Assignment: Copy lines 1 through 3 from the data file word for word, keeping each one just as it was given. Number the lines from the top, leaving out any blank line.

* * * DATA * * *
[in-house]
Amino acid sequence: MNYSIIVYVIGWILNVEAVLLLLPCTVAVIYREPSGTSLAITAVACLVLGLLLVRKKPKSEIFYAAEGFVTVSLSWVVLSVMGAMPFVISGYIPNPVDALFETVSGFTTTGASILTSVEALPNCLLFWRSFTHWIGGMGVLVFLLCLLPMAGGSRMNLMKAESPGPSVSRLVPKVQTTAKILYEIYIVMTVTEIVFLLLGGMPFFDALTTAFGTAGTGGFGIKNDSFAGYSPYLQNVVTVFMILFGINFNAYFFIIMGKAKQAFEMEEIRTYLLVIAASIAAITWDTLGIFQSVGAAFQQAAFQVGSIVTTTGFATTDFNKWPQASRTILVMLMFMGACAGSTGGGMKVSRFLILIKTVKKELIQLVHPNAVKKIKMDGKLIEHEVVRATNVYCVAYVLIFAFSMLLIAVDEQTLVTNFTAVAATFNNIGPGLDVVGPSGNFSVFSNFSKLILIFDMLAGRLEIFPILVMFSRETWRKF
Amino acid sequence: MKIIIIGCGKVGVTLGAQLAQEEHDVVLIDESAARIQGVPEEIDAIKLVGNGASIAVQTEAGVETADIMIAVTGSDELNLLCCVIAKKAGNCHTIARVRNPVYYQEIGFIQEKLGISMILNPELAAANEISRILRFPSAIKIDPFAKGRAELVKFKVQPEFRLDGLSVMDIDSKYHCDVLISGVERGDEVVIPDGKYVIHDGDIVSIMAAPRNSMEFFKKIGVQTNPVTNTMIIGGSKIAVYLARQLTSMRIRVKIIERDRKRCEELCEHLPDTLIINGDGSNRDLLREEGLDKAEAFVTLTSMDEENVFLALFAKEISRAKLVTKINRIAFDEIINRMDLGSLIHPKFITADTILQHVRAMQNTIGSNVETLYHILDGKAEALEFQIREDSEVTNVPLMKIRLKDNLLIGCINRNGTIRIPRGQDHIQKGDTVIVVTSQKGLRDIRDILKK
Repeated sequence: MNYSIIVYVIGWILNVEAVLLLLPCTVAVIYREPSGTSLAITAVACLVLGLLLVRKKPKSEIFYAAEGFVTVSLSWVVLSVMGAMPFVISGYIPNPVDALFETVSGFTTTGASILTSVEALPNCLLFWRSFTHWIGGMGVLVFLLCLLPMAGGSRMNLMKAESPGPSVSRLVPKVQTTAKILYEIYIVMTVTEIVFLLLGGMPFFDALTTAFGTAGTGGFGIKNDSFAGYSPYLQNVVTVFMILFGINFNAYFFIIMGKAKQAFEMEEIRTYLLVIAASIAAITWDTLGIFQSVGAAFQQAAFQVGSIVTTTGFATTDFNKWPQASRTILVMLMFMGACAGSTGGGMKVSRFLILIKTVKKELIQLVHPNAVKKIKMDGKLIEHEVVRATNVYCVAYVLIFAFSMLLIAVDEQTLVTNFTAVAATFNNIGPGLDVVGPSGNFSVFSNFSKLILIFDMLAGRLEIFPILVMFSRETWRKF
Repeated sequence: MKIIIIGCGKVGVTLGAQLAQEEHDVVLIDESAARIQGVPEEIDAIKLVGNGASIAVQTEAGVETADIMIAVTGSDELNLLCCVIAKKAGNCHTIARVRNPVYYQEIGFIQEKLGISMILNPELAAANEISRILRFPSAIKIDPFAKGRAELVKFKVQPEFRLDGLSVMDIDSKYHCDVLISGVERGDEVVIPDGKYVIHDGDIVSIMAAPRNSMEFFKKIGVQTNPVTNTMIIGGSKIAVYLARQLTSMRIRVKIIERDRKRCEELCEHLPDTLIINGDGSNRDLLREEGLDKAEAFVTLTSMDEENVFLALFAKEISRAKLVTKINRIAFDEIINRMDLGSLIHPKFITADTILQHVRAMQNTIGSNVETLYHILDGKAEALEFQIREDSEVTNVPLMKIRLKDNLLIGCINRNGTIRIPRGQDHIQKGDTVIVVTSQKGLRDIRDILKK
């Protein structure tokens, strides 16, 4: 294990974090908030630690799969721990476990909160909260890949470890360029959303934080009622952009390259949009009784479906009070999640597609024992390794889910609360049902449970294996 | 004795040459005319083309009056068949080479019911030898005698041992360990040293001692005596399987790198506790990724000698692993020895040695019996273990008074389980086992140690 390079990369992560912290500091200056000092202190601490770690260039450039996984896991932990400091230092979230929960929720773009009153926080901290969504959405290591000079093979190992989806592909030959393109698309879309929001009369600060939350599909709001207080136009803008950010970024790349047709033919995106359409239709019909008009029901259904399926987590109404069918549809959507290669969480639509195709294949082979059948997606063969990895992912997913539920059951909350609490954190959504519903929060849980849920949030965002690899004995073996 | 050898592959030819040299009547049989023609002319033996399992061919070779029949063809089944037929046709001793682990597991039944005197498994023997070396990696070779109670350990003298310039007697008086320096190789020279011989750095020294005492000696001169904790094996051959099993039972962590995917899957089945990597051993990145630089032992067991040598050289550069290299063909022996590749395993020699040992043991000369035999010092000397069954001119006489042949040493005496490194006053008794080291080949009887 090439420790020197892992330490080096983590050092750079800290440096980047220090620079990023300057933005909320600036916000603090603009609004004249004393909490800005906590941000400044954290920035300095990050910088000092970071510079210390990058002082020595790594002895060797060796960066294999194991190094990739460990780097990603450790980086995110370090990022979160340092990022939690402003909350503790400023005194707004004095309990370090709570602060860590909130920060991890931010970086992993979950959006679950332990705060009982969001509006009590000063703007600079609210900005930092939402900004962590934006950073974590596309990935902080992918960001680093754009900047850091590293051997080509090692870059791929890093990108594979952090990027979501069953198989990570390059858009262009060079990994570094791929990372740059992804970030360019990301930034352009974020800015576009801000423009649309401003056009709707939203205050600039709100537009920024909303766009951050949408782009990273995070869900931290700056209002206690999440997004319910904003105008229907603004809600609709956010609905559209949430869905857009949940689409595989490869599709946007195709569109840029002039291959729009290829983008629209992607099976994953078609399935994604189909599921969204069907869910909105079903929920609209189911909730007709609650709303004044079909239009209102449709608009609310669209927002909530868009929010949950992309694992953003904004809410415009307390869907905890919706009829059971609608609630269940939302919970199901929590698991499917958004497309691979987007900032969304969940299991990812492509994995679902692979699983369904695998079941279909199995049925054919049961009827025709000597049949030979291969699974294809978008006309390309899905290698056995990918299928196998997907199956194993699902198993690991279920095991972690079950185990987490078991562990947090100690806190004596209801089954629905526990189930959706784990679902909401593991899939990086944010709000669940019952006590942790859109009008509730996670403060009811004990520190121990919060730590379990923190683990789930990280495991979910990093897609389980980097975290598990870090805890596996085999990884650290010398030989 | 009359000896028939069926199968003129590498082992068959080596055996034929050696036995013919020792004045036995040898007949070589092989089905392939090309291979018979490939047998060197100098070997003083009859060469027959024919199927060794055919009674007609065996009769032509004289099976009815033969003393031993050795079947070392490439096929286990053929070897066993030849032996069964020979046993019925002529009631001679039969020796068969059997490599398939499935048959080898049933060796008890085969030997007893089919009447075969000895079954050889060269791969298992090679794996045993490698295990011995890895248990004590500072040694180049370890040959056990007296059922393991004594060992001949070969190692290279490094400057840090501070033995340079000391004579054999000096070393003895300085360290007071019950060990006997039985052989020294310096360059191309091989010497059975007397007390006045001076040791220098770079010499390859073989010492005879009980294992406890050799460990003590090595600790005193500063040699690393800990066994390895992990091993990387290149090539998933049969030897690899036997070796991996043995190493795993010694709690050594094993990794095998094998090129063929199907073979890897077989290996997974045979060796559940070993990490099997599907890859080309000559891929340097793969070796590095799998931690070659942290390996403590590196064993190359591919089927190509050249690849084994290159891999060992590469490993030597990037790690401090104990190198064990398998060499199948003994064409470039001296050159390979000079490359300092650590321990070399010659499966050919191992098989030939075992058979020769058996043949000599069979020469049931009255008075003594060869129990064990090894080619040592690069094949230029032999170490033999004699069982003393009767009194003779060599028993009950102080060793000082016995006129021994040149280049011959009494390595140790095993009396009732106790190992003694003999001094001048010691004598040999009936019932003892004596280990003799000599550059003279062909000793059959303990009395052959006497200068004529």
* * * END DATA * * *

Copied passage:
[in-house]
Amino acid sequence: MNYSIIVYVIGWILNVEAVLLLLPCTVAVIYREPSGTSLAITAVACLVLGLLLVRKKPKSEIFYAAEGFVTVSLSWVVLSVMGAMPFVISGYIPNPVDALFETVSGFTTTGASILTSVEALPNCLLFWRSFTHWIGGMGVLVFLLCLLPMAGGSRMNLMKAESPGPSVSRLVPKVQTTAKILYEIYIVMTVTEIVFLLLGGMPFFDALTTAFGTAGTGGFGIKNDSFAGYSPYLQNVVTVFMILFGINFNAYFFIIMGKAKQAFEMEEIRTYLLVIAASIAAITWDTLGIFQSVGAAFQQAAFQVGSIVTTTGFATTDFNKWPQASRTILVMLMFMGACAGSTGGGMKVSRFLILIKTVKKELIQLVHPNAVKKIKMDGKLIEHEVVRATNVYCVAYVLIFAFSMLLIAVDEQTLVTNFTAVAATFNNIGPGLDVVGPSGNFSVFSNFSKLILIFDMLAGRLEIFPILVMFSRETWRKF
Amino acid sequence: MKIIIIGCGKVGVTLGAQLAQEEHDVVLIDESAARIQGVPEEIDAIKLVGNGASIAVQTEAGVETADIMIAVTGSDELNLLCCVIAKKAGNCHTIARVRNPVYYQEIGFIQEKLGISMILNPELAAANEISRILRFPSAIKIDPFAKGRAELVKFKVQPEFRLDGLSVMDIDSKYHCDVLISGVERGDEVVIPDGKYVIHDGDIVSIMAAPRNSMEFFKKIGVQTNPVTNTMIIGGSKIAVYLARQLTSMRIRVKIIERDRKRCEELCEHLPDTLIINGDGSNRDLLREEGLDKAEAFVTLTSMDEENVFLALFAKEISRAKLVTKINRIAFDEIINRMDLGSLIHPKFITADTILQHVRAMQNTIGSNVETLYHILDGKAEALEFQIREDSEVTNVPLMKIRLKDNLLIGCINRNGTIRIPRGQDHIQKGDTVIVVTSQKGLRDIRDILKK